How to: Use a self-adhering flowable composite

June 26, 2012

If a vertex, as defined by Webster, is the intersection of two lines that form an angle, Vertise Flow is the intersection of composite and bonding agent where speed and convenience collide without sacrificing performance.

If a vertex, as defined by Webster, is the intersection of two lines that form an angle, Vertise Flow is the intersection of composite and bonding agent where speed and convenience collide without sacrificing performance.

It’s rare, these days, that a dental manufacturer introduces a material that is truly unique. Admittedly, there are “new” products touting different chemistries, improved bond strength and better elasticity, but these “improved” materials often are basically the same products slightly modified.

Vertise Flow, however, is a new class of composite material: self-adhering flowable composite. This is an advanced approach to composite technology that I believe is the next logical development in restorative materials. However, the concept is so novel it has many dentists wondering if it is too good to be true.

The purpose of this article is to demystify this exciting new technology so more clinicians will decide to incorporate it into their armamentarium of restorative solutions.

The composite

Kerr has incorporated its proven, proprietary OptiBond adhesive technology into Vertise Flow as well as an optimized resin matrix and filler system with an average particle size of 1 micron. This particle size ensures optimal wear resistance, comparable with the leading flowables on the market today.1

Equally impressive is Vertise Flow’s shear bond strength, with its 22.4 MPa in enamel and 26 MPa in dentin.2 This should allay any fears that this technology does not work.

Microleakage is another concern clinicians have with any bonded restoration. In a University of Siena study3 that compared the microleakage of various flowable composites and dental adhesives in Class I composites, Vertise Flow outperformed many of the systems.

It's versatile

Clinicians know viscosity is important when using a flowable. Vertise Flow has a viscosity that is well suited for both anterior and posterior restorations. In a recent North American hands-on in-vitro field test,3 clinicians favored Vertise Flow’s physical characteristics over the flowables they currently used. All-in-all Vertise Flow is a pretty remarkable product that deserves a spot on your shelf of restoratives.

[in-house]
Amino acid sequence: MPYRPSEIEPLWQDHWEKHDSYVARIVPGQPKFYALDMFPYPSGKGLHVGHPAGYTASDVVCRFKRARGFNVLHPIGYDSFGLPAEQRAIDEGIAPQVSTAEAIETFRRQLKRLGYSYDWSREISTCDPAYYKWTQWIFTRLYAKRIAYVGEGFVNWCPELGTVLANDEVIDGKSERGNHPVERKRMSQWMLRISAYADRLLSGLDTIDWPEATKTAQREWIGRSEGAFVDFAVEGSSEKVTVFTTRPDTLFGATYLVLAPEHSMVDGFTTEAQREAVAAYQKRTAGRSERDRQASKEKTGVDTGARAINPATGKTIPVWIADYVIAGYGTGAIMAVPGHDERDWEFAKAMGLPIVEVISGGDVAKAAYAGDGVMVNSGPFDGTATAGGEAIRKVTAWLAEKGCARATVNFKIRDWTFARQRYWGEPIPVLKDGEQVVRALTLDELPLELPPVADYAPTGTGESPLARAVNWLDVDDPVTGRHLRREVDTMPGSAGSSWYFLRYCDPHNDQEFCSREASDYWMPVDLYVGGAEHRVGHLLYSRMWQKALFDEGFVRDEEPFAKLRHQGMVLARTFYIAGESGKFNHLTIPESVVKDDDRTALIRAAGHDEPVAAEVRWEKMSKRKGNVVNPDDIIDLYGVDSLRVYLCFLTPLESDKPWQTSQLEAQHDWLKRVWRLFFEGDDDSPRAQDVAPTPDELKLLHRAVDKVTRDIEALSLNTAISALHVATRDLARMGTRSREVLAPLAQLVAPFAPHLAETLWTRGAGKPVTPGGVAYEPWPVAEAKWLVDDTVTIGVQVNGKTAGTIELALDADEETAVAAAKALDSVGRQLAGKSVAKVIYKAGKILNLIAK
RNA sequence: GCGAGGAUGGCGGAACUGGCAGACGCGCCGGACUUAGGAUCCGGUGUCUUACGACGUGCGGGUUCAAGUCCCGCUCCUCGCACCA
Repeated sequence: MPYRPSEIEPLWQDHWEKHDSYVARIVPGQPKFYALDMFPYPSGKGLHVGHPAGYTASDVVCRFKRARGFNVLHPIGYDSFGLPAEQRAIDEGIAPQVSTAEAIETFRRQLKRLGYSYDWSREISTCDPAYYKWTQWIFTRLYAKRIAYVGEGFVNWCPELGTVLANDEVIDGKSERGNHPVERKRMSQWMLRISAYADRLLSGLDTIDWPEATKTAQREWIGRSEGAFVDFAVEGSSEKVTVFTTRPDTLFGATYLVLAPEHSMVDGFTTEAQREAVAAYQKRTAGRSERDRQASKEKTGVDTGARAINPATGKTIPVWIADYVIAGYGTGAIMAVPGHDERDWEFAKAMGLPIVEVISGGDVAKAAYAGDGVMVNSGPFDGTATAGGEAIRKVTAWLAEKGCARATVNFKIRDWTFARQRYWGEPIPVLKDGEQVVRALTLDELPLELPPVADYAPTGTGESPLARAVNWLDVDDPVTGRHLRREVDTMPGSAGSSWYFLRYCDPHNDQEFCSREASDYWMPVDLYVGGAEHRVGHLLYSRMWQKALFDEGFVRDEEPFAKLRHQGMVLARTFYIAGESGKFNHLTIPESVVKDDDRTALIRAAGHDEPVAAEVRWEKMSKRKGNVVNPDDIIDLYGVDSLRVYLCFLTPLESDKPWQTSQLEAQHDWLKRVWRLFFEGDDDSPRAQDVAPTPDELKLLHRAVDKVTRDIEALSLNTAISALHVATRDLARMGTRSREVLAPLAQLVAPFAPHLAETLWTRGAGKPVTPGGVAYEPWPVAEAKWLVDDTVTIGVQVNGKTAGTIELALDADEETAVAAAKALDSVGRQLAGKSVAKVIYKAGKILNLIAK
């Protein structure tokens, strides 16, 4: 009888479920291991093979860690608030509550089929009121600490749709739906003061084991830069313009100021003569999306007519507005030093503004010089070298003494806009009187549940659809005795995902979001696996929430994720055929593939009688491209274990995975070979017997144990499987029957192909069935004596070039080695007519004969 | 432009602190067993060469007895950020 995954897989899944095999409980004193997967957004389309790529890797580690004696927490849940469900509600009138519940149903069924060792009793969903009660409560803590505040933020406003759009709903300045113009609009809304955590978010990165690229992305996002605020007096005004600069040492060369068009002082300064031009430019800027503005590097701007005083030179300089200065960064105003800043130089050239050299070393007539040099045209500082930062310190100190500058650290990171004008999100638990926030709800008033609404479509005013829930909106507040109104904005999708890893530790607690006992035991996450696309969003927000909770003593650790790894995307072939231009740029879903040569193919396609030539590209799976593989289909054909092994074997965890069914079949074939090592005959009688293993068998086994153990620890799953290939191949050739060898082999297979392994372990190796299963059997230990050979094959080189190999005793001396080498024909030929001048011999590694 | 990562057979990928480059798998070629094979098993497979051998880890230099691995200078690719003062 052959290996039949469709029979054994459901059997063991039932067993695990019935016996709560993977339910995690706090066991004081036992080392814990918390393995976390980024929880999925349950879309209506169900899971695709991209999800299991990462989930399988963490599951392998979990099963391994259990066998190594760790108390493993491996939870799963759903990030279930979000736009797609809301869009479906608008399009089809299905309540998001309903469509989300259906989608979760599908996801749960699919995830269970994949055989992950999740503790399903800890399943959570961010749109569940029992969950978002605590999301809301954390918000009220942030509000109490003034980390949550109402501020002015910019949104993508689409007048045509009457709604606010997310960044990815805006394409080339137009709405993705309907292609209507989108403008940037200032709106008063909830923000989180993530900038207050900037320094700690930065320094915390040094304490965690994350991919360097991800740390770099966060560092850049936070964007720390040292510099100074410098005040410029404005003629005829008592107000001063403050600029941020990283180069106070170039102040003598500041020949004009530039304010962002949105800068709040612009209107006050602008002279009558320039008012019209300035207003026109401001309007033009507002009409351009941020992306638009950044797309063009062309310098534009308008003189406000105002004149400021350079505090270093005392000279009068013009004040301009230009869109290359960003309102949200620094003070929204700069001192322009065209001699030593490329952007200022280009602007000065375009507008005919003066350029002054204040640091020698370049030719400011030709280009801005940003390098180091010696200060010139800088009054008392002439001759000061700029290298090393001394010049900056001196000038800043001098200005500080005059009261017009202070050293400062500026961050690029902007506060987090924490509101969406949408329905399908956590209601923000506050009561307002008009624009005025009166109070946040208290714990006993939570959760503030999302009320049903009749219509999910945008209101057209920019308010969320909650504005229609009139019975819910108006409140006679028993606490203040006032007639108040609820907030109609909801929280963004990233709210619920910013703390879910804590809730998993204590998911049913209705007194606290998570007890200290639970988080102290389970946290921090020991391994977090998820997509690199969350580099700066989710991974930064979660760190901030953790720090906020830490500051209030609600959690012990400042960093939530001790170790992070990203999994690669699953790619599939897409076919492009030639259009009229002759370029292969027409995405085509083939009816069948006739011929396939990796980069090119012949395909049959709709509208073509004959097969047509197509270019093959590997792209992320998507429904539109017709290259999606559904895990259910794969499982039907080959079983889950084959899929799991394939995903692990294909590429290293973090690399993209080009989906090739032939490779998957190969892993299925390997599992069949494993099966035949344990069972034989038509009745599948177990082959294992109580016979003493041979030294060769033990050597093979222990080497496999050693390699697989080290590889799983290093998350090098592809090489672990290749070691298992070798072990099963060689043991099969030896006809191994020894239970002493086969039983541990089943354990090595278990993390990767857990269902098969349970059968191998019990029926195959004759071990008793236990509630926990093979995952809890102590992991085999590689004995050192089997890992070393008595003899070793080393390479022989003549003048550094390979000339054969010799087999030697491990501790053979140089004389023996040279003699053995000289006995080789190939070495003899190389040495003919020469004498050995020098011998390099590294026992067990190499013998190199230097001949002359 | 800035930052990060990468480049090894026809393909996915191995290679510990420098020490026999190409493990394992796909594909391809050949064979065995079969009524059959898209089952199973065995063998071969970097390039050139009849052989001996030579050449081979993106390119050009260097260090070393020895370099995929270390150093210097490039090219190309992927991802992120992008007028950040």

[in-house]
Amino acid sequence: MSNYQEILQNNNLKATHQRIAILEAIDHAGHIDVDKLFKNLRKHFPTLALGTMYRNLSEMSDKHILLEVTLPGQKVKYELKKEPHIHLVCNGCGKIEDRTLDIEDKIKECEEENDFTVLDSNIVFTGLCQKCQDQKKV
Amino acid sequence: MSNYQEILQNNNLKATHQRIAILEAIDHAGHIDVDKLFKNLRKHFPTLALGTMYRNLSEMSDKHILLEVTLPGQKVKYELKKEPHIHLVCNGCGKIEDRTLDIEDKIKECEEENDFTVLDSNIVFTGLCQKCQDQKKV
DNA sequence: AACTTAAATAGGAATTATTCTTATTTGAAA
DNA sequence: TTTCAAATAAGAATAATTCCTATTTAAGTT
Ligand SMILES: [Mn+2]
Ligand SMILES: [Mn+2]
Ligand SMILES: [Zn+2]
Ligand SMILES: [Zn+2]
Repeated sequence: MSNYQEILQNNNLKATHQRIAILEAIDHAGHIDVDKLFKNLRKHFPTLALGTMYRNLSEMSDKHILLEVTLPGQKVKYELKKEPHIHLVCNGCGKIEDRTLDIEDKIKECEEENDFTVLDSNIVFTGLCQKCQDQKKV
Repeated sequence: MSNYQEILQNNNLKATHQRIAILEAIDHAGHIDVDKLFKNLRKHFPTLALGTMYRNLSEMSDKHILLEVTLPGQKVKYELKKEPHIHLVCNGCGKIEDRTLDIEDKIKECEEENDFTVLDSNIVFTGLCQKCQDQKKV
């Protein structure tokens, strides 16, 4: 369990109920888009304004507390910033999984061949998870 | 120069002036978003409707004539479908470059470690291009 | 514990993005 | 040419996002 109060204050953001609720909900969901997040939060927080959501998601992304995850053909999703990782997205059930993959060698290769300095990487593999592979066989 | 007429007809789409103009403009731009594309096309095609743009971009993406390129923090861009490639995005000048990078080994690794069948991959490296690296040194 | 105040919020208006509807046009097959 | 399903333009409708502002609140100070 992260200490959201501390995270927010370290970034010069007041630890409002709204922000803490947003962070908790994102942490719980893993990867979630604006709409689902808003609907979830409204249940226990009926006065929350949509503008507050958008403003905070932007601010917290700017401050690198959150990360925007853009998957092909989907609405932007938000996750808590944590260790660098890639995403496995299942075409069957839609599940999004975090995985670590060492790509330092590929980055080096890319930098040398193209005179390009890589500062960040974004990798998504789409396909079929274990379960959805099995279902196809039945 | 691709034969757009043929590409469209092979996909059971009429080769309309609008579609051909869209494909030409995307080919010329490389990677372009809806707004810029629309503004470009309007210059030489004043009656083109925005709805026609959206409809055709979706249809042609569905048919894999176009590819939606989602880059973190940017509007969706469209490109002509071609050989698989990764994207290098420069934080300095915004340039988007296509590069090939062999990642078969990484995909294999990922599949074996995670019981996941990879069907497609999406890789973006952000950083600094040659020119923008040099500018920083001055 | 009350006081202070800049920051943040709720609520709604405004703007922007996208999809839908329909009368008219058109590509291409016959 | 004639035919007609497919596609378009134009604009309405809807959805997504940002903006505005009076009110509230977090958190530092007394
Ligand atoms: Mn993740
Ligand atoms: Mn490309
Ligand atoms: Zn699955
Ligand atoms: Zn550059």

Case presentation

The following is a step-by-step pictorial showing the ease of use of Vertise Flow. I’ve chosen to show a direct Class I restoration, however this material can be used in Class I, II or even as the restorative of choice when doing a sealant.

The procedure

01. Isolate the tooth you’re working on from the adjacent teeth before you start the procedure (Fig. 1).

02. Prepare the cavity, wash thoroughly with water, and dry with air. Research has shown that with Vertise Flow, dry dentin surfaces enhance bond strength. Vertise Flow composite is self-adhering and therefore does not require an etching or bonding protocol prior to placement.

03. Select the desired shade. Dispense Vertise Flow into the preparation with the provided dispensing tip. Place the tip into the deepest area of the preparation and begin dispensing (Fig. 2).

04. Use the provided brush to apply Vertise Flow to the entire cavity wall. Brush with moderate pressure for 15-20 seconds to obtain a thin layer. The initial layer should be no more than 0.5 mm (Fig. 3).

05.Light cure for 20 seconds. After lining the cavity wall with Vertise Flow, you can either build the restoration with more composite in increments of 2 mm or less, or you can build the restoration with a traditional universal composite resin such as Kerr’s Premise or Herculite Ultra. The thickness of each increment of the traditional universal composite should be no more than 2 mm.

06. Light cure each increment for 20 seconds. Now the final restoration (Fig. 4) is ready for you to place.

Dr. Sam Simos is nationally recognized as a leader in cosmetic and restorative dentistry. He teaches post-graduate courses to dentists through Allstar Smiles’ state-of-the-art Learning Center and client facility in Bolingbrook, Ill. and throughout the country. Dr. Simos can be contacted through allstarsmiles.com.